Not all synthetics are stretchy like spandex, but they can be much cheaper than their natural alternatives. But there is a downside, if you aren’t careful you can melt it if ironing it too high, and sometimes it’s hard to get a good press.

And my favorite synthetic: Faux leather/pleather. It’s still pricey, but is no where near as pricey as real leather. It doesn’t have the same texture or share the same richness as real leather, but you can buy it by the bolt, and they make some really nice ones these days.

Tip sparkle rightA note on dying synthetics: They make dye for polyester. There is one called iDye by Jacquard (it will say “for Polyester”) and Rit just came out with a new formulation called Dyemore which I wanted to try, but nowhere local carries it right now. I recently tried iDye and, straight up, those colors are rich and intense (not what I was looking for at the time) and mixing colors can be a bit of a challenge, especially with their “mess free bags” which dissolve when water touches them. Not ideal for measuring it out 1 teaspoon at a time.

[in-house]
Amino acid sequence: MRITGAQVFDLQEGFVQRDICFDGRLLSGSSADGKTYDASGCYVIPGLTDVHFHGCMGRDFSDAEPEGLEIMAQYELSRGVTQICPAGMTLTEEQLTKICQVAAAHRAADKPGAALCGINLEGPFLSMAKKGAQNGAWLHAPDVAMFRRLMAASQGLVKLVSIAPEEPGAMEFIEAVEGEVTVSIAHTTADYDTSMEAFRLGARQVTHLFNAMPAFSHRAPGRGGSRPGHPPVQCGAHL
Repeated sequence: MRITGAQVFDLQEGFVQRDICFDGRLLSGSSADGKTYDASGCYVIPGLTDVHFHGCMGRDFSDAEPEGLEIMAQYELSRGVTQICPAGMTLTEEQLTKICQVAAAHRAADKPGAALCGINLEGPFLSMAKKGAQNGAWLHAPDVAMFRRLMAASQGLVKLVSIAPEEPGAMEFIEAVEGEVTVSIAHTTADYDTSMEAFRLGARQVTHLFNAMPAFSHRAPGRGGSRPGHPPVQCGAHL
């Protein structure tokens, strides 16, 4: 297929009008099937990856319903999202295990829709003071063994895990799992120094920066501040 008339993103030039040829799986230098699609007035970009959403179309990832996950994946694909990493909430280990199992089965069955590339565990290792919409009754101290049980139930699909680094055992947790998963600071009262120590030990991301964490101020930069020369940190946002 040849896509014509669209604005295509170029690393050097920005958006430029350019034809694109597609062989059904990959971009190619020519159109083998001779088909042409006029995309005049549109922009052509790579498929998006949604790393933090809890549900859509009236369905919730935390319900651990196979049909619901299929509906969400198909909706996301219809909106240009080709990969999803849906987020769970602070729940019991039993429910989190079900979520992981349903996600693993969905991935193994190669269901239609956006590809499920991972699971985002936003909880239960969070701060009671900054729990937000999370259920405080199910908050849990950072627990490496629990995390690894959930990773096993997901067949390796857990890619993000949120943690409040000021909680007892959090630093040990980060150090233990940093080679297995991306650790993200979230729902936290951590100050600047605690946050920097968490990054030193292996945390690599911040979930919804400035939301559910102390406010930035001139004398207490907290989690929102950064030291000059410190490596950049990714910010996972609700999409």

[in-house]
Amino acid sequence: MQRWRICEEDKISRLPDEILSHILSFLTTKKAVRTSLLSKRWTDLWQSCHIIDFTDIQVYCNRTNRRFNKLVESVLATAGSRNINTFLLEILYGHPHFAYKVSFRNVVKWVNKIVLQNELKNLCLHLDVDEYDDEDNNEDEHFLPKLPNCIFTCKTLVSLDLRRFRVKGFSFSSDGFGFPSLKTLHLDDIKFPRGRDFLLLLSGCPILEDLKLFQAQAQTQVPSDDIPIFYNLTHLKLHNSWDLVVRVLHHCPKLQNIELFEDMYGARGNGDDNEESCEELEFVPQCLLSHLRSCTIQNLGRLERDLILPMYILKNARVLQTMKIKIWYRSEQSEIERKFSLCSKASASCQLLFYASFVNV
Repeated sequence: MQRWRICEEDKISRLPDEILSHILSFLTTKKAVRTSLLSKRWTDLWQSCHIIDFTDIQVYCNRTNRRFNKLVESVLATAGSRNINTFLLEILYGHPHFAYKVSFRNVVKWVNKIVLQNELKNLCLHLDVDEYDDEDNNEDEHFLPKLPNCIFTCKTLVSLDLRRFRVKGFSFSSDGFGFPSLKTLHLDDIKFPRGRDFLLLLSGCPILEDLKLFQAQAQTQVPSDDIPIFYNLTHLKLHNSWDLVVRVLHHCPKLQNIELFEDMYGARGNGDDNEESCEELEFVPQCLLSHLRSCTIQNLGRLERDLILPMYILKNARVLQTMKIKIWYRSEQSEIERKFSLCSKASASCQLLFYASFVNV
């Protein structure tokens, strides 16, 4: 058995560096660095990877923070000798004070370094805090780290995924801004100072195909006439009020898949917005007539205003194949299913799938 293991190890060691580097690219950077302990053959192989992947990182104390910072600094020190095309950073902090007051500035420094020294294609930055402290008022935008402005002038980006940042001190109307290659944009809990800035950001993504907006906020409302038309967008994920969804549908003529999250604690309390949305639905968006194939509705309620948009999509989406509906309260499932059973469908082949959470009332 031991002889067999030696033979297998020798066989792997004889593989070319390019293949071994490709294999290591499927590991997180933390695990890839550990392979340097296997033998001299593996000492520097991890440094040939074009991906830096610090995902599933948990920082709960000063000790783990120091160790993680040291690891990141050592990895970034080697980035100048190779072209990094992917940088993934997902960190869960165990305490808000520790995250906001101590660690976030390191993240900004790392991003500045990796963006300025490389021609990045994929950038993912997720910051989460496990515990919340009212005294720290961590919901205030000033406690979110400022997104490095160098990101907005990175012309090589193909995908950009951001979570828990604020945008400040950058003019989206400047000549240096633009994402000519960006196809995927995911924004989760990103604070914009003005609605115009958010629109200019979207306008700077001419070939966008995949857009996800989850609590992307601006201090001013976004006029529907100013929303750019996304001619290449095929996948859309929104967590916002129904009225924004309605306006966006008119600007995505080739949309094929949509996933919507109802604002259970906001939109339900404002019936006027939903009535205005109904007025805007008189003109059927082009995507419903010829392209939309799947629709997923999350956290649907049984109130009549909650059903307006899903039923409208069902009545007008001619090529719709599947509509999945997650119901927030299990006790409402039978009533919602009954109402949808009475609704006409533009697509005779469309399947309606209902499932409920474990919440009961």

Nylon CAN take dye really well (and normally does) or it can be stupid stubborn and won’t take any. It’s a bit of a crap shoot.

Fiber blends
This is what happens when a natural fiber and a synthetic fiber fall in love. Who cares if their love isn’t natural? So they run away together and have a fabric baby that is part natural fiber/part synthetic. Like if a human and a robot had a baby and it was born Robocop. They are kinda freaks, but can also be REALLY AWESOME!

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Like stretch denim. Something most people have fallen in love with. It’s denim (cotton) with a little spandex to keep it stretchy. So it fits all your curves, is flexible to move in, and can allow you to take your jeans off on the 3rd wear without having to unbutton them.

Or blend poplin: 65% Polyester/ 35% cotton. Semi breathable, crisp, irons well, resists fading, and resists wrinkles! Its no wonder it’s used for uniforms.

When not making magical happy things that defy normal laws of fabric physics, they create cheap alternatives of more expensive types of fabric. For example: You know you need a wool texture for a coat, but wool is $20 a yard, a wool/poly blend can cost half that! But you are reducing the breathability a bit, so it might actually make you sweat more than normal wool would.